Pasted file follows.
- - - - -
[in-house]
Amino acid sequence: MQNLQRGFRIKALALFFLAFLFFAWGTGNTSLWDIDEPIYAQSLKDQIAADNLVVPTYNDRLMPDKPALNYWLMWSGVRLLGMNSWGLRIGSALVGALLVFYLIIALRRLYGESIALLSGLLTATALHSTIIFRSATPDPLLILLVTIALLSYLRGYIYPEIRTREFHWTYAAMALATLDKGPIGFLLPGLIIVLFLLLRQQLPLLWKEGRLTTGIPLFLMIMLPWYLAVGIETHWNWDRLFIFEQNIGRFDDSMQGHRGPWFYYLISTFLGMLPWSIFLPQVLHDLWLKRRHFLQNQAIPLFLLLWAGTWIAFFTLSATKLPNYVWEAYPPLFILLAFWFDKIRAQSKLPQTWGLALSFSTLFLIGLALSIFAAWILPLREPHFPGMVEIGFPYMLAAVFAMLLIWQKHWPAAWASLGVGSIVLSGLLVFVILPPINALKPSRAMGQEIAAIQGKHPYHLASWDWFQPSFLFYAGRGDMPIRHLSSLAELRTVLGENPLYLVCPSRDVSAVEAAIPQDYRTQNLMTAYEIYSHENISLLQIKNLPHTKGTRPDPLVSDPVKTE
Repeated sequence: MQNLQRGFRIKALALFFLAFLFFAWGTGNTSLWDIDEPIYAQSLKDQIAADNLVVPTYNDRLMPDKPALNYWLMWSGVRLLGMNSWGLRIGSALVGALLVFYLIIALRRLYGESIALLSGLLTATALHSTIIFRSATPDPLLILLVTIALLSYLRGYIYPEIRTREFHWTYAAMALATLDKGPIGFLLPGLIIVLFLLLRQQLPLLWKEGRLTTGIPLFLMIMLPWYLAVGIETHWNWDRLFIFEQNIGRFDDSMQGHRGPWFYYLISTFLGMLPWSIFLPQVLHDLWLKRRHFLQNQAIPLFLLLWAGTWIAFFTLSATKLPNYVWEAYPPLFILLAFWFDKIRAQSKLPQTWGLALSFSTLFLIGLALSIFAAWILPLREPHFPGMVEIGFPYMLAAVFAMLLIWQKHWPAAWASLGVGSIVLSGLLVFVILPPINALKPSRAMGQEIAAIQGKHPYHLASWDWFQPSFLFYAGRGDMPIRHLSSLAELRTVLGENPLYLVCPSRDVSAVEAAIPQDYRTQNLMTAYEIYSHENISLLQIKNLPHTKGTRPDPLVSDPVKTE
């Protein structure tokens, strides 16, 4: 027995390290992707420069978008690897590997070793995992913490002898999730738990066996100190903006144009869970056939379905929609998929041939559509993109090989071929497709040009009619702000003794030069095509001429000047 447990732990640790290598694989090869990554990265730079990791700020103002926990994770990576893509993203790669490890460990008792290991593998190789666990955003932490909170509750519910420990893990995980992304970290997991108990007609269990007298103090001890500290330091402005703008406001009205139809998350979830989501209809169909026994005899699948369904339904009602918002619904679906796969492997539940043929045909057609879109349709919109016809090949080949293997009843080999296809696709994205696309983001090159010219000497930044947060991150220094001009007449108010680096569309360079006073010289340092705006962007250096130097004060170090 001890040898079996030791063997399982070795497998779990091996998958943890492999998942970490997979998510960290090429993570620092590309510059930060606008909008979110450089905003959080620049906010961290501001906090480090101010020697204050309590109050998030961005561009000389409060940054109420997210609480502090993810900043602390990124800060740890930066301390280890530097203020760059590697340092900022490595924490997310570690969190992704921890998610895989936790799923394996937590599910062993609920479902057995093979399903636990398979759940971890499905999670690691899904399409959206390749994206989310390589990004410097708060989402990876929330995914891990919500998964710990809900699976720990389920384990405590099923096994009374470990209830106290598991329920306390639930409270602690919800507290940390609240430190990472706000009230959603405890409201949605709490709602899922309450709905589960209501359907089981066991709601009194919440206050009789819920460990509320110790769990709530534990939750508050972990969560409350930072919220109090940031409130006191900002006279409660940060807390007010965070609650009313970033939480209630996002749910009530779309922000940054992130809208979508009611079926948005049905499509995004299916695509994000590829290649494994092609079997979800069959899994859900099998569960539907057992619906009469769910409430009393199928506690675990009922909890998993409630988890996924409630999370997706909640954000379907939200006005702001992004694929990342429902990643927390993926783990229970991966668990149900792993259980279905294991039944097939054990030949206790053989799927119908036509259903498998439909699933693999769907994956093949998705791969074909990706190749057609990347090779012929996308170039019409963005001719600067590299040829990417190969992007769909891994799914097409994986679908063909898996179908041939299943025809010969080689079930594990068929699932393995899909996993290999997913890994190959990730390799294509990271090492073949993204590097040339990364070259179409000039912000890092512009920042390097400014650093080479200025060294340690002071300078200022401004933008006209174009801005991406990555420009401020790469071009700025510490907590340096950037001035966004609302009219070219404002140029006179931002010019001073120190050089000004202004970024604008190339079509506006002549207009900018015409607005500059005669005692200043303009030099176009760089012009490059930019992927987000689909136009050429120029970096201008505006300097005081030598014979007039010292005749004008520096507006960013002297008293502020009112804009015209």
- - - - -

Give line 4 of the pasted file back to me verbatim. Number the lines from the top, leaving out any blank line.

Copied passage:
């Protein structure tokens, strides 16, 4: 027995390290992707420069978008690897590997070793995992913490002898999730738990066996100190903006144009869970056939379905929609998929041939559509993109090989071929497709040009009619702000003794030069095509001429000047 447990732990640790290598694989090869990554990265730079990791700020103002926990994770990576893509993203790669490890460990008792290991593998190789666990955003932490909170509750519910420990893990995980992304970290997991108990007609269990007298103090001890500290330091402005703008406001009205139809998350979830989501209809169909026994005899699948369904339904009602918002619904679906796969492997539940043929045909057609879109349709919109016809090949080949293997009843080999296809696709994205696309983001090159010219000497930044947060991150220094001009007449108010680096569309360079006073010289340092705006962007250096130097004060170090 001890040898079996030791063997399982070795497998779990091996998958943890492999998942970490997979998510960290090429993570620092590309510059930060606008909008979110450089905003959080620049906010961290501001906090480090101010020697204050309590109050998030961005561009000389409060940054109420997210609480502090993810900043602390990124800060740890930066301390280890530097203020760059590697340092900022490595924490997310570690969190992704921890998610895989936790799923394996937590599910062993609920479902057995093979399903636990398979759940971890499905999670690691899904399409959206390749994206989310390589990004410097708060989402990876929330995914891990919500998964710990809900699976720990389920384990405590099923096994009374470990209830106290598991329920306390639930409270602690919800507290940390609240430190990472706000009230959603405890409201949605709490709602899922309450709905589960209501359907089981066991709601009194919440206050009789819920460990509320110790769990709530534990939750508050972990969560409350930072919220109090940031409130006191900002006279409660940060807390007010965070609650009313970033939480209630996002749910009530779309922000940054992130809208979508009611079926948005049905499509995004299916695509994000590829290649494994092609079997979800069959899994859900099998569960539907057992619906009469769910409430009393199928506690675990009922909890998993409630988890996924409630999370997706909640954000379907939200006005702001992004694929990342429902990643927390993926783990229970991966668990149900792993259980279905294991039944097939054990030949206790053989799927119908036509259903498998439909699933693999769907994956093949998705791969074909990706190749057609990347090779012929996308170039019409963005001719600067590299040829990417190969992007769909891994799914097409994986679908063909898996179908041939299943025809010969080689079930594990068929699932393995899909996993290999997913890994190959990730390799294509990271090492073949993204590097040339990364070259179409000039912000890092512009920042390097400014650093080479200025060294340690002071300078200022401004933008006209174009801005991406990555420009401020790469071009700025510490907590340096950037001035966004609302009219070219404002140029006179931002010019001073120190050089000004202004970024604008190339079509506006002549207009900018015409607005500059005669005692200043303009030099176009760089012009490059930019992927987000689909136009050429120029970096201008505006300097005081030598014979007039010292005749004008520096507006960013002297008293502020009112804009015209």